Inescapable shock reduces [3H]Ro 5-4864 binding to "peripheral-type" benzodiazepine receptors in the rat

Robert C. Drugan, Anthony S. Basile, Jacqueline Crawley, Steven M. Paul, Phil Skolnick

Research output: Contribution to journalArticlepeer-review

96 Scopus citations

Abstract

[3H]Ro 5-4864 binding to "peripheral-type" benzodiazepine receptors was examined in brain and peripheral tissues of rats subjected to inescapable tailshocks. Two hours after a session of 80 (five-second) inescapable tailshocks, a significant reduction in [3H]Ro 5-4864 (10 nM) binding was observed in membranes from kidney (31%), cerebral cortex (29%), heart (19%) and pituitary (17%) compared to tissues from naive animals. In contrast, inescapable shock did not effect [3H]Ro 5-4864 binding to hippocampal, lung, or adrenal membranes. Scatchard analyses of [3H]Ro 5-4864 binding to renal membranes demonstrated that this session of tailshock reduced the density (Bmax) of "peripheral-type" benzodiazepine receptors without effecting the apparent affinity (Kd) of the radioligand for these sites. The effects of graded stress on [3H]Ro 5-4864 binding to cerebral cortex and kidney were investigated using 5, 20, or 80 (five-second) inescapable shocks. In cerebral cortical membranes, sessions of either 5 or 20 shocks did not affect, while 80 shocks reduced (29%) [3H]Ro 5-4864 (10 nM) binding. In renal membranes, 5 shocks significantly increased (35%), 80 shocks significantly decreased [3H]Ro 5-4864 (10 nM) binding (31%). These findings demonstrate that the density of "peripheral-type" benzodiazepine receptors in both peripheral tissues and the central nervous system can be rapidly modulated by stress.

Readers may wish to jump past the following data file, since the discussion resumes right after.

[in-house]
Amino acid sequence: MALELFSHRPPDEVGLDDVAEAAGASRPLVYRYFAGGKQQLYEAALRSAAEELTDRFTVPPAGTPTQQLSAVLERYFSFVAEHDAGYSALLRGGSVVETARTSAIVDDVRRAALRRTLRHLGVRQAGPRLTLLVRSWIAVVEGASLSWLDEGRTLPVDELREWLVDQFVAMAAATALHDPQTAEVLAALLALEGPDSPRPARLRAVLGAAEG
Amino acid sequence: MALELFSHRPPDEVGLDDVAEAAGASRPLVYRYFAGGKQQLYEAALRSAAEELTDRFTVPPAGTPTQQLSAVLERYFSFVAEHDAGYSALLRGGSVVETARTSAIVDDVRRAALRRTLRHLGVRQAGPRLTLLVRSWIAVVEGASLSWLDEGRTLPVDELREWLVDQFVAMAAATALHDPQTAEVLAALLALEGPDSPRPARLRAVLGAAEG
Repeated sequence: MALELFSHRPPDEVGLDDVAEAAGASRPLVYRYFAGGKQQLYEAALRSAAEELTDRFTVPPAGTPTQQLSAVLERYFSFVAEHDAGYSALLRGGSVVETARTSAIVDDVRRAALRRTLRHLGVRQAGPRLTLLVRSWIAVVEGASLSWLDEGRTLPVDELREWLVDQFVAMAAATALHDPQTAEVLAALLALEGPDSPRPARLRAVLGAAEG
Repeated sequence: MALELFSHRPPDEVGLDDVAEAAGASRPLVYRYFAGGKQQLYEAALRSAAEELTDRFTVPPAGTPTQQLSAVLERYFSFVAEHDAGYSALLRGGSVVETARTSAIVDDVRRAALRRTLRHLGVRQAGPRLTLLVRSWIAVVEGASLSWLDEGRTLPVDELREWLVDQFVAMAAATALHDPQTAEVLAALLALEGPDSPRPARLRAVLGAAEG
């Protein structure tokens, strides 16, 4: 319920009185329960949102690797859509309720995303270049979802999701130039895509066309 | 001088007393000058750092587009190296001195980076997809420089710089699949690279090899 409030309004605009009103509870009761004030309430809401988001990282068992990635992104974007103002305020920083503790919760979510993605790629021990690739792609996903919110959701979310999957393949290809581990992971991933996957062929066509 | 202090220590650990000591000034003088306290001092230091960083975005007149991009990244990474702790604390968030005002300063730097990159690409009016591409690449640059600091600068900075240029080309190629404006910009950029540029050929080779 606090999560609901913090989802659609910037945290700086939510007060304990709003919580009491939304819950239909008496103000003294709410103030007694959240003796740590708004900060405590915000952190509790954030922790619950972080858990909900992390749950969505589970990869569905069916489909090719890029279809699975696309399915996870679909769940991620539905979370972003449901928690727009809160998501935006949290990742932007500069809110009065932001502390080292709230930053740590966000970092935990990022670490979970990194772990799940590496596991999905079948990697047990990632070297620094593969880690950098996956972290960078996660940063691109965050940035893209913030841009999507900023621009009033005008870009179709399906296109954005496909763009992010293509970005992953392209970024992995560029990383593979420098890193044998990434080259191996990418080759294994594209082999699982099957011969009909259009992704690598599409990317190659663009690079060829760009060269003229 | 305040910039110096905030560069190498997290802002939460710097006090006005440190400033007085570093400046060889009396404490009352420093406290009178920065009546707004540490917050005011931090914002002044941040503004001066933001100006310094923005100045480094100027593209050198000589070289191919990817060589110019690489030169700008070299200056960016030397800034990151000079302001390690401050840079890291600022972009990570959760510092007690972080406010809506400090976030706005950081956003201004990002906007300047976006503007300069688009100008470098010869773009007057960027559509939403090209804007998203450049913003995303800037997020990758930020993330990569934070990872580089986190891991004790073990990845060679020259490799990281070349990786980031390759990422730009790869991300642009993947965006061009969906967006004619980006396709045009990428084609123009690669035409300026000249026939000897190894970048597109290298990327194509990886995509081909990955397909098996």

Original languageEnglish (US)
Pages (from-to)1673-1677
Number of pages5
JournalPharmacology, Biochemistry and Behavior
Volume24
Issue number6
DOIs
StatePublished - 1986
Externally publishedYes

Keywords

  • "peripheral-type" benzodiazepine receptors
  • Inescapable shock
  • PK 11195
  • Ro 5-4864
  • Stress

ASJC Scopus subject areas

  • Biochemistry
  • Behavioral Neuroscience
  • Pharmacology

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